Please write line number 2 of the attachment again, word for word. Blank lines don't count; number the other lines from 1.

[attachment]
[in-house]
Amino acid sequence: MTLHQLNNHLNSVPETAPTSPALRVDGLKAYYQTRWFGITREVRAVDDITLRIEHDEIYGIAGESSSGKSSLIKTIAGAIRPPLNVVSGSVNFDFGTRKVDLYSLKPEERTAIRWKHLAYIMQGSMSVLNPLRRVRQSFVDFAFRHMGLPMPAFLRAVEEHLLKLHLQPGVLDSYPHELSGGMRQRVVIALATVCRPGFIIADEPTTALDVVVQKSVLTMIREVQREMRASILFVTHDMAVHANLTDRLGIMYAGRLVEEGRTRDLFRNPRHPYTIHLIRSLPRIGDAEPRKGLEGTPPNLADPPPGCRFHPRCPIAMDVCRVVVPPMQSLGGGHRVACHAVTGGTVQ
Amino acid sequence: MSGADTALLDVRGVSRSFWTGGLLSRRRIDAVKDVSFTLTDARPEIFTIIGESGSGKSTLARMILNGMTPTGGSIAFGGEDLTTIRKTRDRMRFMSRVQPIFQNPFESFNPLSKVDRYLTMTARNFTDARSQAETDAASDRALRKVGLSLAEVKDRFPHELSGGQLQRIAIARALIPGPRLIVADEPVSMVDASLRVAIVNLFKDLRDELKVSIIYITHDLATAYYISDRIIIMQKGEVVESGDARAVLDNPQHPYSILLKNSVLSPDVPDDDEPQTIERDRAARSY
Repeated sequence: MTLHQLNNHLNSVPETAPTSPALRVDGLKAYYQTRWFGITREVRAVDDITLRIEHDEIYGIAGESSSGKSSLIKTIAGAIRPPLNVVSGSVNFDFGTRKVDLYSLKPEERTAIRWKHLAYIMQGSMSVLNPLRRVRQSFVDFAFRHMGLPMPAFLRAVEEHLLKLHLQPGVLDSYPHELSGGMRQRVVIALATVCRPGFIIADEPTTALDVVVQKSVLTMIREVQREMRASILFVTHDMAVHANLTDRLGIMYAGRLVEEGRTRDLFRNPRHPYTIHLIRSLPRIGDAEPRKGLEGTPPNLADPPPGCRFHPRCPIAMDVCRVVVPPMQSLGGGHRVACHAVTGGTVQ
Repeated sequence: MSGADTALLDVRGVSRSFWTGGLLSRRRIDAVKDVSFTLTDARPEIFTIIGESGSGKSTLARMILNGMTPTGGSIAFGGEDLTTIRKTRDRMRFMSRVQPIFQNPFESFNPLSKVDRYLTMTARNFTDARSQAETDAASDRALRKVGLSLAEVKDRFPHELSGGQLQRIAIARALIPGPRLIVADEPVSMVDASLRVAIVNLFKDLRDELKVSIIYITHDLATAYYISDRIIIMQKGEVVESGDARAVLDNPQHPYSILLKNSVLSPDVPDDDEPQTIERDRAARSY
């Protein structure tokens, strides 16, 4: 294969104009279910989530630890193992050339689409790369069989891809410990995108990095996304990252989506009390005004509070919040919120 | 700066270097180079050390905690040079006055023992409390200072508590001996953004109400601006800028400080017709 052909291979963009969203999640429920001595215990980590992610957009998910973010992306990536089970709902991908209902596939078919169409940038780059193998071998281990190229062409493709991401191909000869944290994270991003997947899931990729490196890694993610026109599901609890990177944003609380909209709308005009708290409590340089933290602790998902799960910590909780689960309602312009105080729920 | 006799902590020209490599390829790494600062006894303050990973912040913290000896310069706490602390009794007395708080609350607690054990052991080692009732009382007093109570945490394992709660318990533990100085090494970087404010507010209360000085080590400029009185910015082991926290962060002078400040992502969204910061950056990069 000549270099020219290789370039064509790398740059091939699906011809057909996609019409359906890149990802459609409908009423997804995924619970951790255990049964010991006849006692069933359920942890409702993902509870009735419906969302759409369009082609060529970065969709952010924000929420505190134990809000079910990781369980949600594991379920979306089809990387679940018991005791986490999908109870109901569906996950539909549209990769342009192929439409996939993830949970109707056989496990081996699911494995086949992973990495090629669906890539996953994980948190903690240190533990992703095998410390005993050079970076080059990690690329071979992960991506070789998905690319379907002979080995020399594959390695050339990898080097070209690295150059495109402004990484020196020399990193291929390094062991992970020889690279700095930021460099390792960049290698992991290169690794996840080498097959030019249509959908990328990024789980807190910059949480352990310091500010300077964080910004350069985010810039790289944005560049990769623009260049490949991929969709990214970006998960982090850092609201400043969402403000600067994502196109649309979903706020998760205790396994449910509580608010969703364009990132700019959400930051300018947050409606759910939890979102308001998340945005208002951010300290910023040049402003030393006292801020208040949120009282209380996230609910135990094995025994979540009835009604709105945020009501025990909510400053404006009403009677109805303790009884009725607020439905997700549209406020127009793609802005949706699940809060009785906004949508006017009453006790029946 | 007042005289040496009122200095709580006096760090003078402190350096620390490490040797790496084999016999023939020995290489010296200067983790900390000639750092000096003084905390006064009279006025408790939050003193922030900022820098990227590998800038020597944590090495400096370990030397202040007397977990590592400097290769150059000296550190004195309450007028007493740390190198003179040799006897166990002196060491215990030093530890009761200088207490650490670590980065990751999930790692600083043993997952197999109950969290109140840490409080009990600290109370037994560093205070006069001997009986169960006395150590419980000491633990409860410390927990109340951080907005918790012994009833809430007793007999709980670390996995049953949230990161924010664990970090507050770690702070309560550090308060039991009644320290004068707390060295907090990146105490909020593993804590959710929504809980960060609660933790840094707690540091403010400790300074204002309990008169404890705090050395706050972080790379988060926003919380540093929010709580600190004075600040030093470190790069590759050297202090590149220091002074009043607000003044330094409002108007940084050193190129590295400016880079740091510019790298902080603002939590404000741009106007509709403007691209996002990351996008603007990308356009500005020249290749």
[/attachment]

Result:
Amino acid sequence: MTLHQLNNHLNSVPETAPTSPALRVDGLKAYYQTRWFGITREVRAVDDITLRIEHDEIYGIAGESSSGKSSLIKTIAGAIRPPLNVVSGSVNFDFGTRKVDLYSLKPEERTAIRWKHLAYIMQGSMSVLNPLRRVRQSFVDFAFRHMGLPMPAFLRAVEEHLLKLHLQPGVLDSYPHELSGGMRQRVVIALATVCRPGFIIADEPTTALDVVVQKSVLTMIREVQREMRASILFVTHDMAVHANLTDRLGIMYAGRLVEEGRTRDLFRNPRHPYTIHLIRSLPRIGDAEPRKGLEGTPPNLADPPPGCRFHPRCPIAMDVCRVVVPPMQSLGGGHRVACHAVTGGTVQ